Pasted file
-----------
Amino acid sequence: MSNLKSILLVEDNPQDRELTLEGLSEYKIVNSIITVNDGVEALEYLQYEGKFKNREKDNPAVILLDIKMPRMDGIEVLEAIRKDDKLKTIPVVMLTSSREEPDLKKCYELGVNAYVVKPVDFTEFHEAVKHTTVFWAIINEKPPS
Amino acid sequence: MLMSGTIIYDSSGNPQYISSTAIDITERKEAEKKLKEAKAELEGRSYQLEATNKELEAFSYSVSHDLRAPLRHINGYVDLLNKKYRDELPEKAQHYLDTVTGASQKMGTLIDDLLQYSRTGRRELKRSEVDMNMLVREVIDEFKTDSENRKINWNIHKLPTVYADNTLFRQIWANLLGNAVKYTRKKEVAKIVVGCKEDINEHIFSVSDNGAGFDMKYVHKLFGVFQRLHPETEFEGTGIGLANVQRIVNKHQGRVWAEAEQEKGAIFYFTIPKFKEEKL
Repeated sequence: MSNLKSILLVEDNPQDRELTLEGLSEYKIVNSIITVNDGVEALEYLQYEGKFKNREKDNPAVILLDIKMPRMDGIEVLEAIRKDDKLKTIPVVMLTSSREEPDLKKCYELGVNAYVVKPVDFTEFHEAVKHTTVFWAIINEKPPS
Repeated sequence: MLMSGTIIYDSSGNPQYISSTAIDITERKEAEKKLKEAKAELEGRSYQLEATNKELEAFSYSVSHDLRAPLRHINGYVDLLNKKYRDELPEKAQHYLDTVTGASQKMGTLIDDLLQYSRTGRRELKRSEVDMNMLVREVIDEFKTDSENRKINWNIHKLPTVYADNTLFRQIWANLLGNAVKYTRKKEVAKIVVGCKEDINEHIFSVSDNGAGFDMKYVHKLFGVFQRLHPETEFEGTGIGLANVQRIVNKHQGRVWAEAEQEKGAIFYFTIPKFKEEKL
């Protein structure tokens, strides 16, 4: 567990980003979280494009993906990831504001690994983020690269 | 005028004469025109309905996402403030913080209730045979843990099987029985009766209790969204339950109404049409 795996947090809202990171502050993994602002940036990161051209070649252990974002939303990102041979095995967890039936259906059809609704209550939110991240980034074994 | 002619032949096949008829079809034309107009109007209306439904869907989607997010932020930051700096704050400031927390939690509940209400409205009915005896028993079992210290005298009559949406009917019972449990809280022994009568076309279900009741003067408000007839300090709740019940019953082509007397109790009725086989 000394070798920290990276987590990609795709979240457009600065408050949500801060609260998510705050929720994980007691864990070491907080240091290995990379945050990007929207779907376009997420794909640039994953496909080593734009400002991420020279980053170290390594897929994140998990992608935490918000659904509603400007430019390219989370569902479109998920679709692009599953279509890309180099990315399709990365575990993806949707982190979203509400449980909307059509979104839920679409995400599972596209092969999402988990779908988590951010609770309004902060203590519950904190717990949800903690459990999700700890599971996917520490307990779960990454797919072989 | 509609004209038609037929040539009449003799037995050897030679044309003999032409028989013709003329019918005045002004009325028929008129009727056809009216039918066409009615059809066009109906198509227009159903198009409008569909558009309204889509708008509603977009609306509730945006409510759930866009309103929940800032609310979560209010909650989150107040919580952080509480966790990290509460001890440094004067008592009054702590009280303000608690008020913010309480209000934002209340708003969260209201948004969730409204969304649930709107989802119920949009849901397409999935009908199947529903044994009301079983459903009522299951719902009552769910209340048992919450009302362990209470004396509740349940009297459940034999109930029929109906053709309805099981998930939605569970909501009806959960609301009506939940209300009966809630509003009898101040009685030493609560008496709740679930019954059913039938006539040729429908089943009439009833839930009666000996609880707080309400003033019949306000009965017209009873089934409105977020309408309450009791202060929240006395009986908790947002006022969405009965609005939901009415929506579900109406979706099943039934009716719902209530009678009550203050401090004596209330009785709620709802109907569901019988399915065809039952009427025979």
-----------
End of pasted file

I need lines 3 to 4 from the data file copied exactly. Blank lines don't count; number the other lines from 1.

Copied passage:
Repeated sequence: MSNLKSILLVEDNPQDRELTLEGLSEYKIVNSIITVNDGVEALEYLQYEGKFKNREKDNPAVILLDIKMPRMDGIEVLEAIRKDDKLKTIPVVMLTSSREEPDLKKCYELGVNAYVVKPVDFTEFHEAVKHTTVFWAIINEKPPS
Repeated sequence: MLMSGTIIYDSSGNPQYISSTAIDITERKEAEKKLKEAKAELEGRSYQLEATNKELEAFSYSVSHDLRAPLRHINGYVDLLNKKYRDELPEKAQHYLDTVTGASQKMGTLIDDLLQYSRTGRRELKRSEVDMNMLVREVIDEFKTDSENRKINWNIHKLPTVYADNTLFRQIWANLLGNAVKYTRKKEVAKIVVGCKEDINEHIFSVSDNGAGFDMKYVHKLFGVFQRLHPETEFEGTGIGLANVQRIVNKHQGRVWAEAEQEKGAIFYFTIPKFKEEKL